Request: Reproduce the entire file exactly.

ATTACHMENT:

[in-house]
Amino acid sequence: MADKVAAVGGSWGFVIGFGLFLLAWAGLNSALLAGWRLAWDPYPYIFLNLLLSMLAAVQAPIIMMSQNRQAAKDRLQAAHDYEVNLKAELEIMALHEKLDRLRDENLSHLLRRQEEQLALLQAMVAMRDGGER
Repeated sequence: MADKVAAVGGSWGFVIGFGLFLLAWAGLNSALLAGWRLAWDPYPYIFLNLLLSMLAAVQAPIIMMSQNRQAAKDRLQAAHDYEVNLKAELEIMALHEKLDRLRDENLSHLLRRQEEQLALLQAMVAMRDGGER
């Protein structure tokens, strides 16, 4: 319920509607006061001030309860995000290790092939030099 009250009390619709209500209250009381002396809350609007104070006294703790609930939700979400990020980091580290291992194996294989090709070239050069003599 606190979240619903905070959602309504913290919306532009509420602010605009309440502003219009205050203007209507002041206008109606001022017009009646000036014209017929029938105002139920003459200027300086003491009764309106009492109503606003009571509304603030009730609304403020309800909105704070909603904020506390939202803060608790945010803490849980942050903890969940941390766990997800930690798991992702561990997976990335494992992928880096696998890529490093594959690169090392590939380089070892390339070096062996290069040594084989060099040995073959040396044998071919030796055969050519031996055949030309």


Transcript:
[in-house]
Amino acid sequence: MADKVAAVGGSWGFVIGFGLFLLAWAGLNSALLAGWRLAWDPYPYIFLNLLLSMLAAVQAPIIMMSQNRQAAKDRLQAAHDYEVNLKAELEIMALHEKLDRLRDENLSHLLRRQEEQLALLQAMVAMRDGGER
Repeated sequence: MADKVAAVGGSWGFVIGFGLFLLAWAGLNSALLAGWRLAWDPYPYIFLNLLLSMLAAVQAPIIMMSQNRQAAKDRLQAAHDYEVNLKAELEIMALHEKLDRLRDENLSHLLRRQEEQLALLQAMVAMRDGGER
């Protein structure tokens, strides 16, 4: 319920509607006061001030309860995000290790092939030099 009250009390619709209500209250009381002396809350609007104070006294703790609930939700979400990020980091580290291992194996294989090709070239050069003599 606190979240619903905070959602309504913290919306532009509420602010605009309440502003219009205050203007209507002041206008109606001022017009009646000036014209017929029938105002139920003459200027300086003491009764309106009492109503606003009571509304603030009730609304403020309800909105704070909603904020506390939202803060608790945010803490849980942050903890969940941390766990997800930690798991992702561990997976990335494992992928880096696998890529490093594959690169090392590939380089070892390339070096062996290069040594084989060099040995073959040396044998071919030796055969050519031996055949030309």